Multiple Sites with Varying Designs in a Single CSS File

Multiple Sites with Varying Designs in a Single CSS File

Hi, everyone! It’s your friendly neighborhood SharePoint hacker Dustin here with a slick trick you have to try out to believe!

Recently, Heather wrote an article (Master Pages, who needs them anyways?) that talked about creating your custom designs in SharePoint using only a single Master Page. From the very first delivery of our SharePoint UI/UX Class, our students have excitedly jumped on board – it’s amazing just how much you can do with a single master page!

One student in particular spoke up: “Okay, great, one master page to rule them all. What about one CSS file? Any fancy tricks that will let me keep all my design work for all the sites and site collections in my entire farm in a single CSS file? Even those department sites that want different colors?”

It didn’t seem like too much to ask.

Please note this article is cross posted on nothingbutsharepoint.com.

CSS that varies based on site URL

You’re gonna love this, designers. First, just imagine what you could do if you could write CSS like this:

/* Every site gets dark blue "ribbonrow" header */

body #s4-ribbonrow {
    background-color:#21374c;
}

/* 
   Except marketing. They're fancy. They get a gradient.
   All their subsites get the same gradient.

   Their site collection root is /sites/marketing
*/

body.sitecol-sites-marketing #s4-ribbonrow {
    background: #ebf1f6; /* Brain dead browsers */
    background: linear-gradient(to bottom, #ebf1f6 0%, #abd3ee 50%, #89c3eb 51%, #d5ebfb 100%); /* Smart browsers */
}

/* 
   But then there's the "SkunkWorks" group
   in the Marketing department. They want the ribbon row
   removed outright.

   Their site URL is /sites/marketing/skunkworks
*/

body.site-sites-marketing-skunkworks #s4-ribbonrow {
    display: none;
}

How cool would that be?

JavaScript to the rescue

No, not jQuery. JavaScript. Good old fashioned JavaScript. Using your favorite web developer extension (Firebug for FireFox, the built-in inspector for Safari or Chrome), open up a SharePoint site and try this in the JavaScript console:

console.log(_spPageContextInfo);

You might have to expand the “Object” that appears in the console. Here’s what mine looks like:

alertsEnabled: true
allowSilverlightPrompt: "True"
currentLanguage: 1033
pageItemId: 1
pageListId: "{5962d2fd-47b4-4be9-973c-3e0183489eb8}"
siteServerRelativeUrl: "/sites/marketing"
userId: 14
webLanguage: 1033
webServerRelativeUrl: "/sites/marketing/skunkworks"
webUIVersion: 4

Nice. We’ve got the site collection root in a property called “_spPageContextInfo.siteServerRelativeUrl” and the current site’s base URL in a property called “_spPageContextInfo.webServerRelativeUrl”.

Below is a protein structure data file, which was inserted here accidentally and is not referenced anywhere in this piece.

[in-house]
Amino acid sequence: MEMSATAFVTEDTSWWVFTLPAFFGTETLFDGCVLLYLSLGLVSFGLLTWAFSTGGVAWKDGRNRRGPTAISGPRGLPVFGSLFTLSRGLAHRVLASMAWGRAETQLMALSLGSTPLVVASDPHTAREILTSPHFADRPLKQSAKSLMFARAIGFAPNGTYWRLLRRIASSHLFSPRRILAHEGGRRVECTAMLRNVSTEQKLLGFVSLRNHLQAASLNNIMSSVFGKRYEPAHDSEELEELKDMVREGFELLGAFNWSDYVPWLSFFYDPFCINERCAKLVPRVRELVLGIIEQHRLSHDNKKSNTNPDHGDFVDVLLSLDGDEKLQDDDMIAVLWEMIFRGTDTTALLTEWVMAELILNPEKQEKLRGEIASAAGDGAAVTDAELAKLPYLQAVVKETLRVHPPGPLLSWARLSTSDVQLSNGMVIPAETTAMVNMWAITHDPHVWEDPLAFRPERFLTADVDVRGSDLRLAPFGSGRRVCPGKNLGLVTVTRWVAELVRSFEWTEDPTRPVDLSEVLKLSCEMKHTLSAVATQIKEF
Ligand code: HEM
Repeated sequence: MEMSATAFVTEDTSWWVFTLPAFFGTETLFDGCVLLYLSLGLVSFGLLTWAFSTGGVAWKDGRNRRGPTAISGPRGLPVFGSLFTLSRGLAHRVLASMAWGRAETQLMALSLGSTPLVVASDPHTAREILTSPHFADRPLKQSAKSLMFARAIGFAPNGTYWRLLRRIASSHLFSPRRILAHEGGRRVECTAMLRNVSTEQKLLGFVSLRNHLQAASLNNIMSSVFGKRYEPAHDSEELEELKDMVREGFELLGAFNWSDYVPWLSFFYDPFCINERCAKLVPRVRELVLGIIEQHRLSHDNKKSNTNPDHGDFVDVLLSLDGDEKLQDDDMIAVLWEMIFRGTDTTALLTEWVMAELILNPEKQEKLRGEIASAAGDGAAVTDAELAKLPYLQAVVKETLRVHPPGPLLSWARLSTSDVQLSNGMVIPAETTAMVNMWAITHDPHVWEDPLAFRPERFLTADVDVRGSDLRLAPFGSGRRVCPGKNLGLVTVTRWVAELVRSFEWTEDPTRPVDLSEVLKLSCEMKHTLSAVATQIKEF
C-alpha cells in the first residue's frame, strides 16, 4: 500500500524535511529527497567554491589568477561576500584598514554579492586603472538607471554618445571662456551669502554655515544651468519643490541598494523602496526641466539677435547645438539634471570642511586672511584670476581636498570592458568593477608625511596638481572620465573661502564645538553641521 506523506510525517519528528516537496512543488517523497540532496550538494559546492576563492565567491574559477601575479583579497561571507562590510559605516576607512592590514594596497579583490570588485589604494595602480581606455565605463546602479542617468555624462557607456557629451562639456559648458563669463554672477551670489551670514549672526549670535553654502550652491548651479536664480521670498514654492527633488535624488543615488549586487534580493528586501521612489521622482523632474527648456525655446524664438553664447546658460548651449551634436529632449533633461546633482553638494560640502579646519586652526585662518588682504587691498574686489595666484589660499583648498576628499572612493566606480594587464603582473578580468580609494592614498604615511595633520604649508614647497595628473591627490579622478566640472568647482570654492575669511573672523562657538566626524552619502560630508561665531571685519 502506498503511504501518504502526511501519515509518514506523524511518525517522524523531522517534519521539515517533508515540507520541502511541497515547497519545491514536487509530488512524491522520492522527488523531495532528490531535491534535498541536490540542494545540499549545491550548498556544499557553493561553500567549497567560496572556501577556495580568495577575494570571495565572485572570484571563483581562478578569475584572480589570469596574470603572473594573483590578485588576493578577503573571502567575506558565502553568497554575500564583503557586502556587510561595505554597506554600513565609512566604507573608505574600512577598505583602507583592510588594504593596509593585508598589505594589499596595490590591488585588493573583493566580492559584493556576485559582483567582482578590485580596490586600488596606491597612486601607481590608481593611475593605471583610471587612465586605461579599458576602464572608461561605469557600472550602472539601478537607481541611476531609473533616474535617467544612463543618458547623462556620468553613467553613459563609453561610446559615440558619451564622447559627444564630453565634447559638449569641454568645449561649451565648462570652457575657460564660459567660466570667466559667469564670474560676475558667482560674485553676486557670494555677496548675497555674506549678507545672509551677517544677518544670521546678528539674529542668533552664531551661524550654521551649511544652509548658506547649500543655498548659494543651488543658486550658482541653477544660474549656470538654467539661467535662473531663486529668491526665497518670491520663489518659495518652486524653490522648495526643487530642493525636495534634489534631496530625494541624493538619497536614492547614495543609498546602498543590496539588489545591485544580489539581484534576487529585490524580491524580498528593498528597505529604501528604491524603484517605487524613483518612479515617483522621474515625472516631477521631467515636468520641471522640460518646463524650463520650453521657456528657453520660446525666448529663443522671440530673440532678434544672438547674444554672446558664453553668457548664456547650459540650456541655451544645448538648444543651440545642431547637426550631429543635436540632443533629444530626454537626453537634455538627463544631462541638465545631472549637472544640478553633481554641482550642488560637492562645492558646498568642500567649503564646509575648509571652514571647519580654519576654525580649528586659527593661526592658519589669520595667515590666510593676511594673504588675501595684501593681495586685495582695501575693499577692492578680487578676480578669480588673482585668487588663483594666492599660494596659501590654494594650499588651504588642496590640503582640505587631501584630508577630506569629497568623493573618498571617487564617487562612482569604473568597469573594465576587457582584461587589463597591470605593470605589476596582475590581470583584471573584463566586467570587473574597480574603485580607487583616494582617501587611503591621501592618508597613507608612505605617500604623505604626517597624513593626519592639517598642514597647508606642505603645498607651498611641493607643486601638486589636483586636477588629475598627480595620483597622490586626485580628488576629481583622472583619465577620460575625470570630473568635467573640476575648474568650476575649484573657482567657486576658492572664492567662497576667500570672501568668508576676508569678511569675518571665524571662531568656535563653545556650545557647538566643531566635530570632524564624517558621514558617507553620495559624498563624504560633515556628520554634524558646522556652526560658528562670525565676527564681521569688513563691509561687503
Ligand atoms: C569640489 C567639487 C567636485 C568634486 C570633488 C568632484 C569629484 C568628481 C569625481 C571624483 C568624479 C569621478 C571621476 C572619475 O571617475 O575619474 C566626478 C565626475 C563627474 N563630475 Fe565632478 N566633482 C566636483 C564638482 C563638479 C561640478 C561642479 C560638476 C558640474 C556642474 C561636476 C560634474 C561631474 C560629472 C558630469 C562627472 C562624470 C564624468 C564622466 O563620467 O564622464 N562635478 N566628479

It’s almost like you could copy and paste those values in the “class” attribute of the body tag – but of course you can’t. You can’t have a slash (/) character in a CSS selector. In that same console, try this:

var siteColClass = 
        'sitecol' + 
        _spPageContextInfo
            .siteServerRelativeUrl
                .replace(///g, "-")
                .toLowerCase()
;
var siteClass = 
        'site' + 
        _spPageContextInfo
            .webServerRelativeUrl
                .replace(///g, "-")
                .toLowerCase()
;

console.log('The class for site collection is: ' 
    + siteColClass);
console.log('The class for site is: ' 
    + siteClass);

I added a bunch of white space to make that more readable. Lines 5 and 12 in that last sample handle the simple bit of string magic that makes this solution so elegant. Just replace the forward slash (/) with a hyphen (-) and you’ve got yourself a valid CSS selector.

Okay, now to get these values attached to the body element as CSS classes. Try this in your console:

document.body.className = 
        document.body.className 
            + ' ' 
            + siteColClass
            + ' '
            + siteClass;

Your console should echo back the new classes attached to the body element. For me, it looks like this:

"v4master sitecol-sites-marketing site-sites-marketing-skunkworks"

Finally, the script that can go into your master page (I’d place this right before the closingtag):

<script language="javascript">
    _spBodyOnLoadFunctionNames.push("speBodyClasses");
    function speBodyClasses(){
        var siteColClass = 
                'sitecol' + 
                _spPageContextInfo
                    .siteServerRelativeUrl
                        .replace(///g, "-")
                        .toLowerCase()
        ;
        var siteClass = 
                'site' + 
                _spPageContextInfo
                    .webServerRelativeUrl
                        .replace(///g, "-")
                        .toLowerCase()
        ;
        document.body.className = document.body.className + ' ' + siteColClass + ' ' + siteClass;
    }
</script>

With that, you can now add “conditional CSS” in your single CSS file that can re-style anything on your site based on the path of the site collection root, or the path of the current site.

Coming in a future article: Extending this script to add classes based on the current user, the current page layout and other cool hacks.

What do you think? Will this change how you write CSS for your designs? What other additions would you like to see added to this script? I have a few lined up, but let’s see what YOU want to see!

This was originally posted on NothingButBranding.com in September 2012, which is a site that has since been closed.